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5 Top JavaScript Vulnerabilities You Need to Know

5 Top JavaScript Vulnerabilities You Need to Know b

Netflix, Google Maps, and YouTube are just three of the millions of JavaScript users. As the most popular programming language in the world, 16.4 million developers use it, and it’s commonplace on almost every computing device on the planet. 

But more users and popularity means more hackers attempting to access the code. Undetected flaws and vulnerabilities create threats to users that include cross-site scripting, insertion of malicious code into the workflow of JavaScript engines, and stolen session data. 

In this post, we’ll review the top JavaScript vulnerabilities to be aware of and how you can remediate them to keep your code secure. 

What Makes JavaScript Vulnerable?

Unfortunately, it’s simple for attackers to infiltrate open-source and third-party libraries and client-side applications that use JavaScript because environments don’t have security permissions built in. 

Instead, the responsibility for security relies on browser authors and site owners to protect data embedded in web pages and browsers. Cybercriminals enter query strings, inject malicious code, and use browser plugins to access and steal sensitive information. 

JavaScript Callback meme

5 Top JavaScript Vulnerabilities You Need to Know

There are numerous ways JavaScript vulnerabilities can threaten users. Here are five of the most common. 

1. Third-party security flaws

Front-end development uses several third-party technologies and frameworks vulnerable to JavaScript blindspots. Although major organizations have the manpower and budget to consistently resolve problems and adhere to best practices for JavaScript security, smaller vendors don’t always have the funding to frequently maintain their code and follow compliance as stringently as you think they might.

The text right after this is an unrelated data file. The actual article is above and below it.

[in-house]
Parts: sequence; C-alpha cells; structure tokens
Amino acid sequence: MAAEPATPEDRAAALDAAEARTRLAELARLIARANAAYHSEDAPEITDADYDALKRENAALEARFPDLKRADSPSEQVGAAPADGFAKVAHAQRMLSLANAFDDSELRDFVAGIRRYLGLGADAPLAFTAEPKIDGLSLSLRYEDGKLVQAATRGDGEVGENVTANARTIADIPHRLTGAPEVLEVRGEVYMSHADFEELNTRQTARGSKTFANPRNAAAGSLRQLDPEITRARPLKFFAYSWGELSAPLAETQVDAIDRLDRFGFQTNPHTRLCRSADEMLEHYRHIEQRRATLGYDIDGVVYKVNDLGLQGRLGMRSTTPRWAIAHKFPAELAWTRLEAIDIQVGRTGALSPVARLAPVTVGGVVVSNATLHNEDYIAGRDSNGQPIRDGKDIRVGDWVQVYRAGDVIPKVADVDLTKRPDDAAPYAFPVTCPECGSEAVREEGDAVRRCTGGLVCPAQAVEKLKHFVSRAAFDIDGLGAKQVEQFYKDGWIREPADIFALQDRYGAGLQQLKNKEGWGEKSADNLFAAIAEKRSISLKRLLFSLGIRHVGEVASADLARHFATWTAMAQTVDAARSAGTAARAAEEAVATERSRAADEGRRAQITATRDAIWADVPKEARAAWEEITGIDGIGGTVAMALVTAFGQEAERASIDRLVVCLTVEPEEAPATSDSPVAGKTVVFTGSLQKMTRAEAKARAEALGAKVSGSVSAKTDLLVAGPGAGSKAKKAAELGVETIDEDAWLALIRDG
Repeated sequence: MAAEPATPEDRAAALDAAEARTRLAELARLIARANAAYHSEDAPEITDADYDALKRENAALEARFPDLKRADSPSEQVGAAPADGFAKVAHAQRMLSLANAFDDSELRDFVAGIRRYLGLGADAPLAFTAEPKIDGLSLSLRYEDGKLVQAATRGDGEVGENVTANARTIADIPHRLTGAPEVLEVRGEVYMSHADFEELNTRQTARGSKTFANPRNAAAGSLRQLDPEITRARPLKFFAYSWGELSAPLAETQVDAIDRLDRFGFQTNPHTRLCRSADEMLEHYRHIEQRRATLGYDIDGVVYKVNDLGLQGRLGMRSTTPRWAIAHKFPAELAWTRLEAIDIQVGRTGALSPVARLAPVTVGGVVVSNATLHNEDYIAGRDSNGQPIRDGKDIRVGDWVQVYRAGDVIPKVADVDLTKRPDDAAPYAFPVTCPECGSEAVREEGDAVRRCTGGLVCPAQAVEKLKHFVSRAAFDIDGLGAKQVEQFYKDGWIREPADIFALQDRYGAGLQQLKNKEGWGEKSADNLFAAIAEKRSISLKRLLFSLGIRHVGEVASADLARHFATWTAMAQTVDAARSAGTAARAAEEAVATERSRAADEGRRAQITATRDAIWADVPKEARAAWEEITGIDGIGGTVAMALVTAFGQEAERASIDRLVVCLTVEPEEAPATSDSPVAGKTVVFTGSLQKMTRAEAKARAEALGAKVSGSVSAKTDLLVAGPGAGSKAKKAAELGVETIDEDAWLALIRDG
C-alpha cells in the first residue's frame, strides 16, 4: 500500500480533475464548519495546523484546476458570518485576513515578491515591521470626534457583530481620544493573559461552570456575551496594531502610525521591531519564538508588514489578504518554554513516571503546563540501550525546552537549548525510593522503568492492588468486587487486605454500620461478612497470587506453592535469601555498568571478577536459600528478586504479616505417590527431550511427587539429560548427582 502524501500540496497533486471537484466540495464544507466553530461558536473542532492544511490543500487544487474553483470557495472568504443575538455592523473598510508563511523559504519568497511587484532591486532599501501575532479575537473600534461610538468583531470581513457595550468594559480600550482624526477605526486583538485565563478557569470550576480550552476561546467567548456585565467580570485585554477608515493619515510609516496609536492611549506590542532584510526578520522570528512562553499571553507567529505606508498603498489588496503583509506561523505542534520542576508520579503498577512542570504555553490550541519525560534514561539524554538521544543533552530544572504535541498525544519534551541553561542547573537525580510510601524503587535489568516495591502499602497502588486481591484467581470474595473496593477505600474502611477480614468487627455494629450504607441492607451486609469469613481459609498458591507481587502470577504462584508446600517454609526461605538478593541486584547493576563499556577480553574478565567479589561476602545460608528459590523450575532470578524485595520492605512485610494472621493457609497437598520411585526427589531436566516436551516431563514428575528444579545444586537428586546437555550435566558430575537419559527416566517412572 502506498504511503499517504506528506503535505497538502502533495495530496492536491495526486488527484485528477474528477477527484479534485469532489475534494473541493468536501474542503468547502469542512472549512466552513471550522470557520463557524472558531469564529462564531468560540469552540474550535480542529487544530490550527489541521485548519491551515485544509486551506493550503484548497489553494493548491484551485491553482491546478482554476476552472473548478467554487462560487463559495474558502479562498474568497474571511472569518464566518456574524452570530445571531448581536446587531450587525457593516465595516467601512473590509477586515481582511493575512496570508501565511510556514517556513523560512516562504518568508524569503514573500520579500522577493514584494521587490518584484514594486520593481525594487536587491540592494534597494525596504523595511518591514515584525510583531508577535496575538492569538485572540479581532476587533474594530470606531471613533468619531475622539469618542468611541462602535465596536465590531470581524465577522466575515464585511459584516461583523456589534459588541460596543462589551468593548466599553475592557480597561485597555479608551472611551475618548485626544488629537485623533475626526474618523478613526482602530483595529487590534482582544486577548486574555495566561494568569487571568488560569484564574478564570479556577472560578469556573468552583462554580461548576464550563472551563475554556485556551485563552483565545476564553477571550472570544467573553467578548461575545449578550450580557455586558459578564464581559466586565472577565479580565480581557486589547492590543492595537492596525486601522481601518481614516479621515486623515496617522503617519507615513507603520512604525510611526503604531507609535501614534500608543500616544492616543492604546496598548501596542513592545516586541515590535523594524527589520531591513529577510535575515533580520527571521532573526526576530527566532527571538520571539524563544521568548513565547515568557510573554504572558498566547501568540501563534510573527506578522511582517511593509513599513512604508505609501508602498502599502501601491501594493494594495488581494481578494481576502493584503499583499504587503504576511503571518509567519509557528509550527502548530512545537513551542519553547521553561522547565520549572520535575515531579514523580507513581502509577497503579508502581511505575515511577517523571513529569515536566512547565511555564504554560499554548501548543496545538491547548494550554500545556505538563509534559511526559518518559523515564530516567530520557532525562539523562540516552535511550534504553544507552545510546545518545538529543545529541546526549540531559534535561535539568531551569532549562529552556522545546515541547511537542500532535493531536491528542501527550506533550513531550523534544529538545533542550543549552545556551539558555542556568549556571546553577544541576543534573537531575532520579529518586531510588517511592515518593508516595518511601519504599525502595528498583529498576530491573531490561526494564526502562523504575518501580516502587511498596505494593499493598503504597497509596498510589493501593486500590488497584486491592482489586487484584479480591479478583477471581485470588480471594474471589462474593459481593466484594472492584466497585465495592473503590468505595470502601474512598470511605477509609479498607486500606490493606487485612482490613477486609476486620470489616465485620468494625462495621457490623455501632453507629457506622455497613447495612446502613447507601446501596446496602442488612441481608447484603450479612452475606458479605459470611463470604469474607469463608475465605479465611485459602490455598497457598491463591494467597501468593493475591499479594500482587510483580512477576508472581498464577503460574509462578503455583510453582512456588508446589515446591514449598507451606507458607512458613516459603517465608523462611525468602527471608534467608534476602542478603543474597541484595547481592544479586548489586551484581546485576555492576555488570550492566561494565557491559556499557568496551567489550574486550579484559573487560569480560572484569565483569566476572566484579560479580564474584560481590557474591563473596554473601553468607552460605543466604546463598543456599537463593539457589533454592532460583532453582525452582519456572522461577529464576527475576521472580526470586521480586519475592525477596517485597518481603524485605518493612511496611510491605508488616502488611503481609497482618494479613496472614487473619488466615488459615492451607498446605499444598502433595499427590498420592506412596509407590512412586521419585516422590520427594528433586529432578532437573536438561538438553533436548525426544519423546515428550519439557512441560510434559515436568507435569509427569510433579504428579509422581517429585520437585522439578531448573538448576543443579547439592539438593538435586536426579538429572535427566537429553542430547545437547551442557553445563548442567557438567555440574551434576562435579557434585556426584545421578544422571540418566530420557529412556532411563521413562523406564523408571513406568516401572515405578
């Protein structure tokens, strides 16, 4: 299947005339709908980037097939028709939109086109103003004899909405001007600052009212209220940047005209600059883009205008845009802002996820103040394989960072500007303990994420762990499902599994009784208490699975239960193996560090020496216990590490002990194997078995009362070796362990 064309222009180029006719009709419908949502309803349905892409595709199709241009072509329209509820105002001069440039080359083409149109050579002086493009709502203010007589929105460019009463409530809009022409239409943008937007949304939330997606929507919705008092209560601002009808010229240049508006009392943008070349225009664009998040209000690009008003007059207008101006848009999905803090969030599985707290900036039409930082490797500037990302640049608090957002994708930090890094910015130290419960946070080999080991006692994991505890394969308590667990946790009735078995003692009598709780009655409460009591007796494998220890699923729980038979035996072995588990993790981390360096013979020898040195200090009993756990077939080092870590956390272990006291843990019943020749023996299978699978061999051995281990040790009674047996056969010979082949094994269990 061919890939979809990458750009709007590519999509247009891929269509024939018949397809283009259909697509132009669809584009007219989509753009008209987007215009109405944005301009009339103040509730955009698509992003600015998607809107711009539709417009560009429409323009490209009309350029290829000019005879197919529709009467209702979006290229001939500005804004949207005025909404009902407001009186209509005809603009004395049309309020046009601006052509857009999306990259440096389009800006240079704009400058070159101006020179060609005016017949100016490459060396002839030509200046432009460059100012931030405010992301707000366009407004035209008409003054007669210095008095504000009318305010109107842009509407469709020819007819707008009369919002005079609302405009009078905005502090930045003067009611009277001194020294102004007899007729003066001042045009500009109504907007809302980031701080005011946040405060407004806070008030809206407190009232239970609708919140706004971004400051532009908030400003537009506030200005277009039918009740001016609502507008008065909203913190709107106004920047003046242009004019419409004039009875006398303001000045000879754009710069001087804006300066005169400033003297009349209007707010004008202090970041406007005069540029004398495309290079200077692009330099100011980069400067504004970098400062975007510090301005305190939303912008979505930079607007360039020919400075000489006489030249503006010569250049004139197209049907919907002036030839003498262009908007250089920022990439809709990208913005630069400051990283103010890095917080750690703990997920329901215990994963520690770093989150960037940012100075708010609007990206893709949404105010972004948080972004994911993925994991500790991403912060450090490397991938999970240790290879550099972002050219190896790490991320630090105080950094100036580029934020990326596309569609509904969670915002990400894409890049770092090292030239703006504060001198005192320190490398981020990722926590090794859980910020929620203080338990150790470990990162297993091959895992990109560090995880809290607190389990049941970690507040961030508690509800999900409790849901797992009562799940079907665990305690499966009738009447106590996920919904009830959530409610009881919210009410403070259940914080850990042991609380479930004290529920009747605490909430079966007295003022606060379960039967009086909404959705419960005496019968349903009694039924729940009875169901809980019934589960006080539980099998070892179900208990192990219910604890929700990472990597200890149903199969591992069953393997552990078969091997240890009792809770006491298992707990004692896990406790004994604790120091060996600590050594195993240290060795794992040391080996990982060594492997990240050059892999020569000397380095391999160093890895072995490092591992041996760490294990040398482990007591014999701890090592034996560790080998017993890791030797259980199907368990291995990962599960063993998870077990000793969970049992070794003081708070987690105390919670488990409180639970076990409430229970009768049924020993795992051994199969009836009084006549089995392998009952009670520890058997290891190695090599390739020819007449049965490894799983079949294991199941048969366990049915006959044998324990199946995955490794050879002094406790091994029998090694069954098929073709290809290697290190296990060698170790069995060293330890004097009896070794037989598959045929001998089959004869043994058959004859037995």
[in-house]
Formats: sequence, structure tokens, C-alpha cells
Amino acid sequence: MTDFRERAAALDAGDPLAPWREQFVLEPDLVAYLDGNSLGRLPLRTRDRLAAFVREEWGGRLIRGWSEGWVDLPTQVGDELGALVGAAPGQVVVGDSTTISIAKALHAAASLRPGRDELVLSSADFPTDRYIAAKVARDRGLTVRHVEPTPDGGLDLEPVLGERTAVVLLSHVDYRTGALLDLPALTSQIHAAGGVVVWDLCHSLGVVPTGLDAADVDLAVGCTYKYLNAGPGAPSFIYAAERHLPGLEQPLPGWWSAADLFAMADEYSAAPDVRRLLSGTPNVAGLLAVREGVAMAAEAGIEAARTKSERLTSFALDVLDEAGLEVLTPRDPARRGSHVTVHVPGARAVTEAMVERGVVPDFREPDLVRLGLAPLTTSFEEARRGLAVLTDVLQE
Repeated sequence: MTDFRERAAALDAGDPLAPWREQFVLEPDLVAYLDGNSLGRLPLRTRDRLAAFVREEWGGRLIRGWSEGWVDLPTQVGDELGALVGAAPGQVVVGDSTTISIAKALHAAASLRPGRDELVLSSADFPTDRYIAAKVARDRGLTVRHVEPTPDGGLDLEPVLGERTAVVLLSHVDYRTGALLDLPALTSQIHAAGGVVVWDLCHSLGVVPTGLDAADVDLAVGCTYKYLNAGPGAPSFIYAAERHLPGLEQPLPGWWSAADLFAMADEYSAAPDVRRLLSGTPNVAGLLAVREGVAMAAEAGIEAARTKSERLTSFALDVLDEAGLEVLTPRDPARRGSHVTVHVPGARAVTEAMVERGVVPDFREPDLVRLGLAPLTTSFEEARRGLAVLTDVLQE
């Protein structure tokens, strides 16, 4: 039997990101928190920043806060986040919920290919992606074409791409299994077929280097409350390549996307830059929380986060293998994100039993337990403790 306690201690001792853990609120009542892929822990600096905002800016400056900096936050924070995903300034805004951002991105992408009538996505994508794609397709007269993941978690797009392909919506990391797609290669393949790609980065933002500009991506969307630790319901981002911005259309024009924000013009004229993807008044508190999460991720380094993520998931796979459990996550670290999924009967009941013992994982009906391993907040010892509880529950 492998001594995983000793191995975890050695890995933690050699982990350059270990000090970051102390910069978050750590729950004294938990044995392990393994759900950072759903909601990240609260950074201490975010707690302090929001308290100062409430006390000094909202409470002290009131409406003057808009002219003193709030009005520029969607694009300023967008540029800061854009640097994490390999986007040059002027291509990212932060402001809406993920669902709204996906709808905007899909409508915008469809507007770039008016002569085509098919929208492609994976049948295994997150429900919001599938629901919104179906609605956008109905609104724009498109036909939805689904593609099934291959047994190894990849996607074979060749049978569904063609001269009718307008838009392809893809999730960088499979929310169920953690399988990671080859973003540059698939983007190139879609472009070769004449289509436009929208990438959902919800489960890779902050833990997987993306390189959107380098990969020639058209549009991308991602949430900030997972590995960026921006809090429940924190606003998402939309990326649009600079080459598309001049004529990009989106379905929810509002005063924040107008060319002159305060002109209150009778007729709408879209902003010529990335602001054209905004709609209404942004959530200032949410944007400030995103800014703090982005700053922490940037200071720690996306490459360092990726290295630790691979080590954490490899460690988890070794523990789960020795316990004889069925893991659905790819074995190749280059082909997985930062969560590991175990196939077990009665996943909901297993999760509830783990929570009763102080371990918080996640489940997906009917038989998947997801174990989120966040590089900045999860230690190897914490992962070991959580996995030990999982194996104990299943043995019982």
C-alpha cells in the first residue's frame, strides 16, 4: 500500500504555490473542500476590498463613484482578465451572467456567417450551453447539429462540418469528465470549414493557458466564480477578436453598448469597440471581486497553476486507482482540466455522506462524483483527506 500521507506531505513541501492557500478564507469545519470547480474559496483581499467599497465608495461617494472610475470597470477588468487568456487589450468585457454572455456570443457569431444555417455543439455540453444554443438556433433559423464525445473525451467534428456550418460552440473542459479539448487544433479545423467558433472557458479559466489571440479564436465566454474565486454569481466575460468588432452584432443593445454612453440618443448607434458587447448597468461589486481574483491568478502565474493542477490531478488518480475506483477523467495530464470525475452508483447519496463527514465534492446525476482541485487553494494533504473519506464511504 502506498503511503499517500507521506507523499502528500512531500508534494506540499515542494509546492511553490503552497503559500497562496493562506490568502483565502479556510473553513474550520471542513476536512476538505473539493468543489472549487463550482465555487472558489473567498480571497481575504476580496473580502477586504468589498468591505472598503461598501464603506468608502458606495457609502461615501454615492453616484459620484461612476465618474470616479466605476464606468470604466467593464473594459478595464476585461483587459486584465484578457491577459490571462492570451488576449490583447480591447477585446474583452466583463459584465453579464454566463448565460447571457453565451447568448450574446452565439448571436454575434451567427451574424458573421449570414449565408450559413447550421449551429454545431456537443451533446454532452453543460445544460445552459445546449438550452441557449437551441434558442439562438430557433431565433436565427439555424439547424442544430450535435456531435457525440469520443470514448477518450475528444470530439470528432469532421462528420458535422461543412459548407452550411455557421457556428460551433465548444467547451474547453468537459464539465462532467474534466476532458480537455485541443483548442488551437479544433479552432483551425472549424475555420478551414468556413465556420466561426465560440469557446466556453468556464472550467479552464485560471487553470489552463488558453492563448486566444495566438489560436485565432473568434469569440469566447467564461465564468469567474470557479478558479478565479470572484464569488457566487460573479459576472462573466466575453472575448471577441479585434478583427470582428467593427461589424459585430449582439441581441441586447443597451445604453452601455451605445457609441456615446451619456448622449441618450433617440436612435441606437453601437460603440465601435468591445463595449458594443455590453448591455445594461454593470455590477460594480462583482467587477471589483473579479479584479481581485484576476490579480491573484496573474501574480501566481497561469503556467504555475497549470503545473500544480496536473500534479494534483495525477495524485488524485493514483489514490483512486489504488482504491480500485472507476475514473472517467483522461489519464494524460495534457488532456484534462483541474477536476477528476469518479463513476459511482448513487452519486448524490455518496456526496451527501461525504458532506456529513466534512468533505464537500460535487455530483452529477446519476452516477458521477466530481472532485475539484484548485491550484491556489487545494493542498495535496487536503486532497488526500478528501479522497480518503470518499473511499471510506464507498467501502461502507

However, all the risks are your responsibility since these scripts run on the client end and not on the JavaScript developer. By unsafely embedding third-party JavaScript, you grant the client side the ability to execute arbitrary code.

There is also a chance that the third party will alter the JavaScript without warning, allowing them to alter both the client-side code they are running on your website and the data they are gathering. 

2. Open-source vulnerabilities

Several open-source programs in the JavaScript ecosystem assist software engineers in creating a workable MVP using a variety of open-source tools along with proprietary source code. Although the market efficiency will be low, these packages still contain many security flaws that attackers can employ to insert malicious code and corrupt user data. Using a vulnerable package increases your web application’s attack surface, even if open-source risks aren’t immediately obvious.

3. Cross-scripting (XSS)

Code injection attacks using JavaScript can exploit cross-site scripting flaws. The application sends unverifiable data to browsers, and hackers seek the opportunity to insert malicious files on trustworthy web pages and exploit websites to send visitors to harmful programs. Cross-site scripting attacks are most likely to occur in web programs that incorporate unscreened user input into the outputs.

Cross-scripting

Other vulnerabilities like cross-site request forgery flaws enable attackers to trick users’ browsers into taking unwanted actions on different websites, which makes it possible to commit fraud, steal data, and tamper with accounts.

4. Stealing Session Data

Web applications contain cookies that may store sensitive data, such as user session IDs. 

Client-side browser scripts have tremendous power because they have access to all the information that a web application returns to the browser. One way to exploit XSS attacks is by giving the attacker access to the user’s session tokens so that they can take over the session. Essentially, exactly what you don’t want to happen. 

5. Cross-Site Request Forgery (CSFR)

Users authorized by an application are the target of CSRF (or one-click) attacks. Using information from session cookies, the attacker gains access to a valid user’s account and takes action without the user’s consent. 

Cross-Site Request Forgery

Hackers can set up their own web pages so that users make dangerous queries to other websites in the background when they open them. These queries can publish harmful links and other content on forums, social media, and other websites, forcing browsers to make undetected calls to other websites using the user’s cookies.

Best Practices for JavaScript Security 

Developing and sourcing applications without JavaScript security vulnerabilities is the only way companies can avoid these security risks. In these steps, we’ll show you how to do it.